Relevance for the project:
- Representative of Eastern European cities
- Humid continental climate with four separate seasons, warm summers and cold winters without a discernible dry season
- Need for a smart strategy for collection of relevant data for H&C demand and supply potential mapping
- Need to retrofit the existing DH network (i.e. distribution and generation) based on natural gas and oil
Velika Gorica it is Croatia’s 6th largest city with approximately 60,000 inhabitants and it belongs to the Turopolje region. Velika Gorica and the University of Zagreb can look back on a long and continous cooperation.
An old DH network is present. It consists of several smaller and one big network that are not all interconnected and are supplied by several heat stations run on either gas or fuel oil.
The city is extremely interested in refurbishing the existing network, both on the side of supply and distribution, and in decarbonising the system leveraging on the use of locally available resources, such as biomass, biogas, solar, geothermal.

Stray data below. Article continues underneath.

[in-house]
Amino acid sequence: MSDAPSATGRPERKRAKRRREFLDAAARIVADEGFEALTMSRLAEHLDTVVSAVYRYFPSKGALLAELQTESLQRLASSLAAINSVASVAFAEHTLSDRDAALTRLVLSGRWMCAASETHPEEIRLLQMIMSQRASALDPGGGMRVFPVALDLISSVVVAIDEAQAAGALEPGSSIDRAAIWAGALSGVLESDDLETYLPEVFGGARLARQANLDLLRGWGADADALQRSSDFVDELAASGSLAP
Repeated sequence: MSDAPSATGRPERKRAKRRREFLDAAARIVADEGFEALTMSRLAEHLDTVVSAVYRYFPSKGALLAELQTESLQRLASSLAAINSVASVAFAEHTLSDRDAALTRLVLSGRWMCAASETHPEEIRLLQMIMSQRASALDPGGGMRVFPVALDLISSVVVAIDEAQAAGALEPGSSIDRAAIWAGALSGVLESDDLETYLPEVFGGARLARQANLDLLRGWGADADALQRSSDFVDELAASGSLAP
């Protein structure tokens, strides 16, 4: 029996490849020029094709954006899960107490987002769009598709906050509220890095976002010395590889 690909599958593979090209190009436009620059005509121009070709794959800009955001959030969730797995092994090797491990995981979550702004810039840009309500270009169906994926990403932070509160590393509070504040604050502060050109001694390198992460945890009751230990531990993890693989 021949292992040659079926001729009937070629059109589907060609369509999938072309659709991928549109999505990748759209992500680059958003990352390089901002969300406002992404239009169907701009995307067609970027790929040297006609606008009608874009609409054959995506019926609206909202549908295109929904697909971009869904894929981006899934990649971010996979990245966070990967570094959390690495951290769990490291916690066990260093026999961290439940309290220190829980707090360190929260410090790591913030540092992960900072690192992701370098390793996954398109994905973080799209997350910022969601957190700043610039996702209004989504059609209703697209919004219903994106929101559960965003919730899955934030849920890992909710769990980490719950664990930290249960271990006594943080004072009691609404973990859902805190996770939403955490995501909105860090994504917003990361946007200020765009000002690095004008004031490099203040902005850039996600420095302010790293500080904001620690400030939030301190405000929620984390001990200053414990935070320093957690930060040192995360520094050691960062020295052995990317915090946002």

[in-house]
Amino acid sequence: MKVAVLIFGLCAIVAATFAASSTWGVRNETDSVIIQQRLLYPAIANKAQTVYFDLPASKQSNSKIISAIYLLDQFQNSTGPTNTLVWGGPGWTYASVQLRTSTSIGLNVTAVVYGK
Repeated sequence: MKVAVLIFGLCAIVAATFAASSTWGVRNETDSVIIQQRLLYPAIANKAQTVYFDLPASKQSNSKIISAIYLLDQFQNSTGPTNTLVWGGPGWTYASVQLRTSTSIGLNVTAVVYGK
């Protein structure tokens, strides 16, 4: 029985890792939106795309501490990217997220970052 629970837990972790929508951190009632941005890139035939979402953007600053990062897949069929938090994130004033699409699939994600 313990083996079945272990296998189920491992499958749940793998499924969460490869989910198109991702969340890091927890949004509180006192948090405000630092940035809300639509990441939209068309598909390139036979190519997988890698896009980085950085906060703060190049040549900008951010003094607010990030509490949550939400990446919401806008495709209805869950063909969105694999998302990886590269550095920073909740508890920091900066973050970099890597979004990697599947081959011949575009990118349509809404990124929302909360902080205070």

As a first step, a workshop on sustainable management of local SEAP with special focus on district heating measures was held in Velika Gorica in June 2015. The workshop was organized in the Public Open University of Velika Gorica. Cooling is also an issue, since the city can experience both very cold winters and very hot summers. It is also worth noting that there is a lake on the outskirts of the city that could be used as a cooling source for the city. Furthermore, the city is surrounded by forest it has access to biomass. There is a plan to build a water treatment facility and a facility for the management of organic waste that could be further valorised for the biogas production to be cogenerated for heating and electricity production. Other needs are better sources of data, plans for the utilization of solar energy and all of the local potentials. As far as the data is concerned, Velika Gorica owns a good amount of data available for a typical European city even if it does not yet reach the level of Northern Europe.
Photo credits: Mario Žilec